A Tipsheet on Interviewing Private Citizens
A year ago, I started with a blank slate as Resolve Philly’s inaugural fellow. To kick off the year-long, part-time fellowship program, I chose a project that explored deeper a topic that Resolve had already taught me so much about: the interactions between journalists and Philadelphia residents.
Prior to beginning as Resolve’s fellow, I had followed and learned from its Equally Informed Philly, Broke in Philly, and Community Engagement team initiatives throughout my time as a journalism and economics student at Temple University. As a student journalist, I took note of my communications with my sources and frequently sought guidance during my early career internship experiences about how to conduct interviews with sources.
Oftentimes, I felt like I was getting mixed messages from different places in the journalism world about what my relationships with sources should look like. When I encountered sources who were speaking to the media for the first time or weren’t familiar with journalism processes (which — surprise — was most people), I wanted to know how I could explain my newsgathering process in a way that covered all the important elements for a trusting relationship.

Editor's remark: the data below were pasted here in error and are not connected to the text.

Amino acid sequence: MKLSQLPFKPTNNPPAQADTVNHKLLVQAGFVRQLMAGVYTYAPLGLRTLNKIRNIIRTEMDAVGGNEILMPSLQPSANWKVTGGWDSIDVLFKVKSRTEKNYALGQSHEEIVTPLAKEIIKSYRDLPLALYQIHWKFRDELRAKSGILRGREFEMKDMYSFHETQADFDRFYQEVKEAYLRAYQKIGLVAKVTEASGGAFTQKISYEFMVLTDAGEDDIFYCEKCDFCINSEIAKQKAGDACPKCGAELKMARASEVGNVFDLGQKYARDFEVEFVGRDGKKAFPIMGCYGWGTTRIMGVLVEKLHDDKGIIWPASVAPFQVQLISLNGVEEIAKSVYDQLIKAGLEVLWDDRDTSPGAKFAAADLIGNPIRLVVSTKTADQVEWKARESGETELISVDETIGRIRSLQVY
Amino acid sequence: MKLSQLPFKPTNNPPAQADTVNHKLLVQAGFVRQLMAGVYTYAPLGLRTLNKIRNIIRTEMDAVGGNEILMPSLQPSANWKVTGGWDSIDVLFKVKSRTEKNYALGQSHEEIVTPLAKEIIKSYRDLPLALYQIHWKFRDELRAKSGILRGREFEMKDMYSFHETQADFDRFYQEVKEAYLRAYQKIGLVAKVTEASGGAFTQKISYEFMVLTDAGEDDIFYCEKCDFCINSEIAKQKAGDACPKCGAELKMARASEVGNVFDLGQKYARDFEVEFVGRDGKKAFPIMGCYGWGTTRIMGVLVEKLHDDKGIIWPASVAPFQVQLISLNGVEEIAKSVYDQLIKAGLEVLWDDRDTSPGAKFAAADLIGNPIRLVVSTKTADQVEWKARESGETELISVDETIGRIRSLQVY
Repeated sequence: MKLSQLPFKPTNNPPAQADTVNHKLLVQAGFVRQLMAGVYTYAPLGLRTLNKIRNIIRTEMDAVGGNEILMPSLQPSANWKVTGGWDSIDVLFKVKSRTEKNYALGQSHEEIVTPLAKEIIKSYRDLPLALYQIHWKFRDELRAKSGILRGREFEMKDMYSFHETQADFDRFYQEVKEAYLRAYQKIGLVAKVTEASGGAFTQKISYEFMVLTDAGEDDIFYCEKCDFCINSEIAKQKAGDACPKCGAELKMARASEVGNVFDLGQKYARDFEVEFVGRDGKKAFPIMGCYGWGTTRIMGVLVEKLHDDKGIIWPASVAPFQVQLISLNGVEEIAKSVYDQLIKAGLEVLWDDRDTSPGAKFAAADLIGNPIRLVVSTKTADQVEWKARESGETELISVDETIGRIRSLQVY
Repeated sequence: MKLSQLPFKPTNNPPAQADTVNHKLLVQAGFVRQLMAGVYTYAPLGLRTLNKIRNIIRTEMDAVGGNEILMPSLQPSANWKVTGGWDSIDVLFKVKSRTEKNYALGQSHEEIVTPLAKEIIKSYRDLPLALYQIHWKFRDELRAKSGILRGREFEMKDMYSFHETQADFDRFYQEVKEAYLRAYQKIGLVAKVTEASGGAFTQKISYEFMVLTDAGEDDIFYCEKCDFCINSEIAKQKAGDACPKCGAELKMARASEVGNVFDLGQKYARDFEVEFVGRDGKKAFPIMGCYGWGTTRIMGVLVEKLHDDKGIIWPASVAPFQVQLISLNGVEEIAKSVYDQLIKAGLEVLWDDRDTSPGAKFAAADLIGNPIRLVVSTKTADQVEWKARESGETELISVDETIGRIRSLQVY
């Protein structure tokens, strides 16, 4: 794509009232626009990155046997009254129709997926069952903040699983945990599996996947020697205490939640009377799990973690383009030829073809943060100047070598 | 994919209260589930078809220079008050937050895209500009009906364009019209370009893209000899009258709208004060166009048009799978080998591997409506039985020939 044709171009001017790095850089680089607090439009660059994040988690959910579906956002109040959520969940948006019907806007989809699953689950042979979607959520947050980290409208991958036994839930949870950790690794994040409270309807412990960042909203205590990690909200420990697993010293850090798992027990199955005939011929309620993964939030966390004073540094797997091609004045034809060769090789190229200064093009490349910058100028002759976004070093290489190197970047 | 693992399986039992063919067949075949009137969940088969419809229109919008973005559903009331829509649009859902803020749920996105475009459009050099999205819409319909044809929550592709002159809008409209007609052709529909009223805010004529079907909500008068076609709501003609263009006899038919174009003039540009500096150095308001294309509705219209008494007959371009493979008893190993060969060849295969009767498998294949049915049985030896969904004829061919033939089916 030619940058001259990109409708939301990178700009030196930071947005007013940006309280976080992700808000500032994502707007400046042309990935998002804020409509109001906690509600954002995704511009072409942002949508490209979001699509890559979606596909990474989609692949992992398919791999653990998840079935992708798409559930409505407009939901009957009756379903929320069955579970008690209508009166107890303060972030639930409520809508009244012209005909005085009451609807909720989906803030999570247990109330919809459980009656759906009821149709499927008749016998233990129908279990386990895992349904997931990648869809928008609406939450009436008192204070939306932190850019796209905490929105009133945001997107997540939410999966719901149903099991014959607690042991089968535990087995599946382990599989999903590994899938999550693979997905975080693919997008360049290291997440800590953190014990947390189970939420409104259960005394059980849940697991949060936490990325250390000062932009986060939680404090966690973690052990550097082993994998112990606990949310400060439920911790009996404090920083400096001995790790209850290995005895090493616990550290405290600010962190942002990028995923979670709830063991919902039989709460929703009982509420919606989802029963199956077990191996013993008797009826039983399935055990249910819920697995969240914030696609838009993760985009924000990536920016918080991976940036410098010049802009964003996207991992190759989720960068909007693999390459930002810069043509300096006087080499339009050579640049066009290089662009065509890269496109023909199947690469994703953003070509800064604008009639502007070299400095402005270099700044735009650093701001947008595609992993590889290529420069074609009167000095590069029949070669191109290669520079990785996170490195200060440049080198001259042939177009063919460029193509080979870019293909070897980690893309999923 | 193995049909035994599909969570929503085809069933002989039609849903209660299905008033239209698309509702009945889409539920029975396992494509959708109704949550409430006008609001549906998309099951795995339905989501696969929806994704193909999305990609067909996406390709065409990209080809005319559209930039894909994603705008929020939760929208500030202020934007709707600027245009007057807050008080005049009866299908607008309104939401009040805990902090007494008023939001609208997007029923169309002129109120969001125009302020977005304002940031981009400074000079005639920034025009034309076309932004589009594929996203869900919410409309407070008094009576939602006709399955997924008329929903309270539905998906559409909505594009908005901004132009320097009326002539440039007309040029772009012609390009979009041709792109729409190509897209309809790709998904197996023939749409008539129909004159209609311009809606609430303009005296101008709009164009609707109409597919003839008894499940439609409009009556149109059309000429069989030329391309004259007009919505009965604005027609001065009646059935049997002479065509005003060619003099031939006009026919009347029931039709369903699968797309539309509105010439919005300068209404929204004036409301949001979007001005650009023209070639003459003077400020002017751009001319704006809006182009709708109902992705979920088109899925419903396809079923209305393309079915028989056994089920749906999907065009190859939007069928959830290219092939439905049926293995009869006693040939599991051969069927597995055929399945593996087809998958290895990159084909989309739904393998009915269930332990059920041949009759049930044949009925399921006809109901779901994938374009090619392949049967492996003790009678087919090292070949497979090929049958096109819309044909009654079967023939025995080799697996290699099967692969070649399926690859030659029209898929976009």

Enter: The Interview Transparency Project. In a time of distrust and fragmented relationships between journalists and the communities they cover, this project looked into ways to facilitate engagement, transparency, and trust in a place reporters and residents most often interact — the interview stage. With the help of Resolve’s director of community engagement, Derrick Cain, reporters and editors in the Broke in Philly collaborative, and several friends at journalism support organizations and schools across the country, I researched and compiled methods journalists can use during interviews with private citizens.
In our Resources section, you’ll find a factsheet called “What’s Your Process?” which can be used by journalists with and without “engagement” in their title, any reporter looking to develop their interviewing skills, and for student journalists who are learning to cover their communities. In addition, watch a video from this project featuring Broke in Philly reporters talking about their interview processes with public and private citizens.
To everyone who chatted with us in interviews about interviews for this project, thank you for helping surface conversations about what relationships between journalists and residents can look like when care is incorporated into the process. Doing this fellowship during my senior year of college and finishing it while transitioning into my full-time journalism career gave me hope for how newsrooms can cover communities if we continue honestly reflecting on our processes.
If you’re interested in continuing reading about this topic, check out the list of references and organizations at the end of the factsheet, and watch us talking about this project and other Philly media makers discussing reporter and resident relationships at WHYY’s Neighbors and Newsrooms Summit from earlier this year.